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Woodson Administrators Prepare for Move to Elena Christian

Sept. 22, 2005 – Administrators from the John H. Woodson Junior High School Wednesday conducted a walk-through inspection of Elena Christian Junior High School where Woodson students will attend while problems at Woodson are assessed and addressed.
Woodson closed its doors two weeks ago because of complaints involving the spread of infectious mold. While a private contractor and health officials try to find out the extent of any health of safety threat posed by the mold, officials from the Department of Education have decided to send the students and the staff of Woodson Junior High to Elena Christian.
With classes set to resume on Monday, Woodson Principal Vaughn Hewitt took his administrators on a tour of their borrowed space. He said their task is to mesh their operation with that already in place at Elena Christian. "We had a chance to go around to set schedules, set classroom placements, we had a chance to chat with administrators and with some teachers," the principal said Wednesday.
And while the accommodations are expected to be tight, Hewitt said he wanted to assure his staff, the students and their parents that the move to the new school will "not be forever."
Andrea McIntosh, president Woodson Parents Teachers Association, earlier this week, appealed to Woodson parents to make an extra effort to support the move to the new building and help their children make up for lost time.
"Be supportive of what's going on now. Try to get the children back in the classrooms, support them in their homework lessons, keep abreast of what's going on in the schools, stay in touch with the teachers. Come out to the schools and see what's happening in the schools so we can try avoiding any situations like this in the future," McIntosh said Tuesday.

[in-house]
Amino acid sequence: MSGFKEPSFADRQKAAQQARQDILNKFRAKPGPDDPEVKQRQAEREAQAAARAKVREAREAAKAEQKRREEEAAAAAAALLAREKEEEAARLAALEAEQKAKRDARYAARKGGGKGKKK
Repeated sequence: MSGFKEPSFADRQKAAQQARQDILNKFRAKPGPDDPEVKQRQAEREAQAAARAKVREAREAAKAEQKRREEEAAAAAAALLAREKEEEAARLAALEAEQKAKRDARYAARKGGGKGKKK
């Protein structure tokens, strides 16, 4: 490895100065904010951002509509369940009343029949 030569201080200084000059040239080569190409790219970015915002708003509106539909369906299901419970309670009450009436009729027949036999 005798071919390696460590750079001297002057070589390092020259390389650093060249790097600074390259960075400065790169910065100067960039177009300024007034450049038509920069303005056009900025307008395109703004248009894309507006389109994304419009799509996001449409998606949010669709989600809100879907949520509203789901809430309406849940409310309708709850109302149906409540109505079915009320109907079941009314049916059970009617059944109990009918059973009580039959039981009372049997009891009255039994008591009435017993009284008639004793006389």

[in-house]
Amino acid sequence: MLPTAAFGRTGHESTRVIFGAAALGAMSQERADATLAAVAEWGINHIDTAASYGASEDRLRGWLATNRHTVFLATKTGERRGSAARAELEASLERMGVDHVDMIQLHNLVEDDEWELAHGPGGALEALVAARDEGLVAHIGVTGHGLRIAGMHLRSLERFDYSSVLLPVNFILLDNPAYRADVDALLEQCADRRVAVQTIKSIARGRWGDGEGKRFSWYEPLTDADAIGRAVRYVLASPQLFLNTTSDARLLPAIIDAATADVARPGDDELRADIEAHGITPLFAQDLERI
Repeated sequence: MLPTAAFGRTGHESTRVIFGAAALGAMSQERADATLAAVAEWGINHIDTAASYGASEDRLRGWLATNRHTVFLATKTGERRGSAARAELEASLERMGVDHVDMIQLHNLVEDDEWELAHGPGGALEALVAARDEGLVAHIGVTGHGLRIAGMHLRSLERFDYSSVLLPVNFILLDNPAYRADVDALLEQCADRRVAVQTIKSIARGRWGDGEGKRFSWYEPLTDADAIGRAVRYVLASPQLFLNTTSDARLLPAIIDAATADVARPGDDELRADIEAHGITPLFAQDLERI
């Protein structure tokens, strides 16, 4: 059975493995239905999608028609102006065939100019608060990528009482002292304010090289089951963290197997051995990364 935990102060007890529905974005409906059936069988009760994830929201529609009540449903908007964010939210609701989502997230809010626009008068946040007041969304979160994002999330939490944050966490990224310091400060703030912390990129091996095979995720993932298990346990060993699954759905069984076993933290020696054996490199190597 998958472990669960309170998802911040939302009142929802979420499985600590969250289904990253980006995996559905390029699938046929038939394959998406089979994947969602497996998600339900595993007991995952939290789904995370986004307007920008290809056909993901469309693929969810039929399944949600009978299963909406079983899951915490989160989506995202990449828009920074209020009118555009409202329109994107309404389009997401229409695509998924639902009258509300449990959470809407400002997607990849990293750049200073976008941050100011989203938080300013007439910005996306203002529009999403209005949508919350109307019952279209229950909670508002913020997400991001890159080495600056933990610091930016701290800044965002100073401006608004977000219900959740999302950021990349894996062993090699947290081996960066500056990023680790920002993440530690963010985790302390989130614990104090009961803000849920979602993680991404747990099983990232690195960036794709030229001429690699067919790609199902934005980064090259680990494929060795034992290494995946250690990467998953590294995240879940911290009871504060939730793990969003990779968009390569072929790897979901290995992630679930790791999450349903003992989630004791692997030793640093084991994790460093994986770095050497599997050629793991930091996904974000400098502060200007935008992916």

McIntosh also said contractors at Environmental Concepts, Inc. are now putting together a clean-up plan to eradicate the spread of mold at the old building. Attempts at driving back the mold have been tried before, according to statements made by the district school superintendent and the education commissioner.
This time, Hewitt said, the clean up would be more thorough.
The Woodson situation is bringing legislative action from Sen. Neville James.
James, chairperson of the Economic Development, Planning and Environmental Protection committee, on Wednesday, submitted an amendment to the School Management Accountability section of the V.I. Code to mandate that schools must be deemed ready to accept students by the Department of Health, Division of Environmental Health, prior to the opening of classes.
James at a committee hearing Wednesday called the situation at Woodson "the ultimate embarrassment for Virgin Islanders."
Sen. Usie Richards, who has a daughter at Woodson, said at the same hearing that the conditions at the school "demonstrated clearly the incompetence" of some people in the department of education.
He said the senate has set aside funds for various projects but the education department "fails to execute and continues to be negligent."
Richards urged fellow senators to become involved in private-public partnerships to get things done at the schools.
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